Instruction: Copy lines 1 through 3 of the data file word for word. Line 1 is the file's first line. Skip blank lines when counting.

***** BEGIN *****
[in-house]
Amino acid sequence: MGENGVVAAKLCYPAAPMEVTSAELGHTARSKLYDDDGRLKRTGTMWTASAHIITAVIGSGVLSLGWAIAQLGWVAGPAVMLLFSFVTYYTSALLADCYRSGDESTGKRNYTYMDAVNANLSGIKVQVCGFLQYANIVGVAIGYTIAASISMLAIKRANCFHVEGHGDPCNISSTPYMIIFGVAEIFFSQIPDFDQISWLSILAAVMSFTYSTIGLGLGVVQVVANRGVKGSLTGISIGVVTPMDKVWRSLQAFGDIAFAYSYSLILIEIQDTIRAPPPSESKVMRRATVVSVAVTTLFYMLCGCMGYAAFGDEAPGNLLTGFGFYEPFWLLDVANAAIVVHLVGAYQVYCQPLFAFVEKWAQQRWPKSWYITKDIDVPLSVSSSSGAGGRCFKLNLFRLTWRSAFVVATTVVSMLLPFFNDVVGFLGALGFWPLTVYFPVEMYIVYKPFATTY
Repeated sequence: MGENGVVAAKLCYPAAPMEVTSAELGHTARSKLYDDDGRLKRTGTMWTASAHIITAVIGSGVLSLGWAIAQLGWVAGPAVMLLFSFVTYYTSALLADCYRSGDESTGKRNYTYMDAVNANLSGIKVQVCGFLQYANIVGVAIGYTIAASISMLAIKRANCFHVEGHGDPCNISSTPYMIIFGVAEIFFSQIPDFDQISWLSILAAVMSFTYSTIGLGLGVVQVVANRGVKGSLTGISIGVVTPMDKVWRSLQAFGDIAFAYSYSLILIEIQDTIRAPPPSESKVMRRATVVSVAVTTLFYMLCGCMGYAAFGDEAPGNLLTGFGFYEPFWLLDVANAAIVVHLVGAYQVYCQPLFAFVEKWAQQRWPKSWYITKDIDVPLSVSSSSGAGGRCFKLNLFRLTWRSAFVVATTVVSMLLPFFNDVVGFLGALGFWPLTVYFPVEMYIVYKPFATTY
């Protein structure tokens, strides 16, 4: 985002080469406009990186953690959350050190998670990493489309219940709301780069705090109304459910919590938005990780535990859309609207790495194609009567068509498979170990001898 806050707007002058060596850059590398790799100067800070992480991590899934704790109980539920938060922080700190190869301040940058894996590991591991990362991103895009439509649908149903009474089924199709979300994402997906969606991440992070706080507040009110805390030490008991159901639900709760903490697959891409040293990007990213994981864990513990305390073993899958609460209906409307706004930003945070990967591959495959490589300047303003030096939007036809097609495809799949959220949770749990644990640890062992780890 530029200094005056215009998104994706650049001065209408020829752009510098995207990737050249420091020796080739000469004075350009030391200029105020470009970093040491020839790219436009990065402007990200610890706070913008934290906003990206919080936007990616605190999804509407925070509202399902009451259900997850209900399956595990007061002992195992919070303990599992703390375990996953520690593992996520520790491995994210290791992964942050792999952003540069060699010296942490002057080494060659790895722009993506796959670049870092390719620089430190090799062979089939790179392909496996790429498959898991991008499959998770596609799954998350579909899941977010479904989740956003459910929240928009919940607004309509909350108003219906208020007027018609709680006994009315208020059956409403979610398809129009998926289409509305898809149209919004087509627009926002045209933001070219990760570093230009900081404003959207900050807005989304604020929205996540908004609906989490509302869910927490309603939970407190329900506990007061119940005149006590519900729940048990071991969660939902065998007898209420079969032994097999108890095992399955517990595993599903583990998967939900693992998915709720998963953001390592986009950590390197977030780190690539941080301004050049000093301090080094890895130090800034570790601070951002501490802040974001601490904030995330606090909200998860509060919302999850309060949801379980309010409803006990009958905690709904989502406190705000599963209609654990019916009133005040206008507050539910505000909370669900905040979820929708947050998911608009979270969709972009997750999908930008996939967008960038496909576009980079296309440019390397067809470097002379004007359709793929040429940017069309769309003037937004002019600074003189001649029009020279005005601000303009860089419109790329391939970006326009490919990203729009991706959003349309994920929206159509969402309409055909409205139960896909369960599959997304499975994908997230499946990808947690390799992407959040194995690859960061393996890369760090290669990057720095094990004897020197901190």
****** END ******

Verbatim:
[in-house]
Amino acid sequence: MGENGVVAAKLCYPAAPMEVTSAELGHTARSKLYDDDGRLKRTGTMWTASAHIITAVIGSGVLSLGWAIAQLGWVAGPAVMLLFSFVTYYTSALLADCYRSGDESTGKRNYTYMDAVNANLSGIKVQVCGFLQYANIVGVAIGYTIAASISMLAIKRANCFHVEGHGDPCNISSTPYMIIFGVAEIFFSQIPDFDQISWLSILAAVMSFTYSTIGLGLGVVQVVANRGVKGSLTGISIGVVTPMDKVWRSLQAFGDIAFAYSYSLILIEIQDTIRAPPPSESKVMRRATVVSVAVTTLFYMLCGCMGYAAFGDEAPGNLLTGFGFYEPFWLLDVANAAIVVHLVGAYQVYCQPLFAFVEKWAQQRWPKSWYITKDIDVPLSVSSSSGAGGRCFKLNLFRLTWRSAFVVATTVVSMLLPFFNDVVGFLGALGFWPLTVYFPVEMYIVYKPFATTY
Repeated sequence: MGENGVVAAKLCYPAAPMEVTSAELGHTARSKLYDDDGRLKRTGTMWTASAHIITAVIGSGVLSLGWAIAQLGWVAGPAVMLLFSFVTYYTSALLADCYRSGDESTGKRNYTYMDAVNANLSGIKVQVCGFLQYANIVGVAIGYTIAASISMLAIKRANCFHVEGHGDPCNISSTPYMIIFGVAEIFFSQIPDFDQISWLSILAAVMSFTYSTIGLGLGVVQVVANRGVKGSLTGISIGVVTPMDKVWRSLQAFGDIAFAYSYSLILIEIQDTIRAPPPSESKVMRRATVVSVAVTTLFYMLCGCMGYAAFGDEAPGNLLTGFGFYEPFWLLDVANAAIVVHLVGAYQVYCQPLFAFVEKWAQQRWPKSWYITKDIDVPLSVSSSSGAGGRCFKLNLFRLTWRSAFVVATTVVSMLLPFFNDVVGFLGALGFWPLTVYFPVEMYIVYKPFATTY